Sally Price has conducted long-term research on the Maroons (descendants of runaway slaves) of Suriname, as well as briefer fieldwork in Martinique, Spain, Mexico, and French Guiana. Her books include Primitive Art in Civilized Places (now published in seven languages) and Co-Wives and Calabashes (winner of the Hamilton Prize in Women's Studies). She has also co-authored books with Richard Price -- most recently Equatoria,On The Mall, Enigma Variations, Maroon Arts, Les Marrons, and The Root of Roots: Or, How Afro-American Anthropology Got Its Start. Her more general interest in the cultures of the Caribbean is reflected in Caribbean Contours (edited with S. W. Mintz). Building on curatorial skills first developed in connection with"Afro-American Arts of the Suriname Rain Forest" (1980-1982), she has led class projects to design a number of exhibits now on view in the William & Mary Anthropology Department. During the spring 1998 semester, she took a Fulbright grant in Brazil and taught a course on art and gender at the Federal University of Bahia. Romare Bearden: The Caribbean Dimension, by Sally Price and Richard Price, will be published by the University of Pennsylvania Press in spring 2006.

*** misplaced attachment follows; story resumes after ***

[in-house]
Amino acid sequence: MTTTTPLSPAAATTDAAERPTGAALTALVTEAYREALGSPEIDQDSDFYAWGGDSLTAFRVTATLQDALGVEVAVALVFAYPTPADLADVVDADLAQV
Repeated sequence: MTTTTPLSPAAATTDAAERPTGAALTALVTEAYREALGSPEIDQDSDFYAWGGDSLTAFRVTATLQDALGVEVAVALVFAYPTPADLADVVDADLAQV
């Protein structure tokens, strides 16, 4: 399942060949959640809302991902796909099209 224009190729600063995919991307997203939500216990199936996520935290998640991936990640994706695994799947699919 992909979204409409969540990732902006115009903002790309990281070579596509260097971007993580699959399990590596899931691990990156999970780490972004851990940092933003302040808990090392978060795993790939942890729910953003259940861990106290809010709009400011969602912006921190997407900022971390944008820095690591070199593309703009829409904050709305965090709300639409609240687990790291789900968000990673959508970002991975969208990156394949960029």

In addition to William & Mary, Sally Price has taught at Stanford, Princeton, the University of Minnesota, the Federal University of Bahia (Brazil), and the Sorbonne in Paris. She has written extensively on aspects of African Diaspora cultures, from Harlem and the U.S. South to the Amazonian rain forest, and co-edited Caribbean Contours with Sidney Mintz. But she is best known for two critical studies of the place of “primitive art” in the imaginaire of Western viewers: Primitive Art in Civilized Places (published in eight languages) and Paris Primitive: Jacques Chirac’s Museum on the Quai Branly. In Holland, she is an elected member of the Royal Dutch Academy of Arts and Sciences; in France, she is a Chevalier des Arts et des Lettres.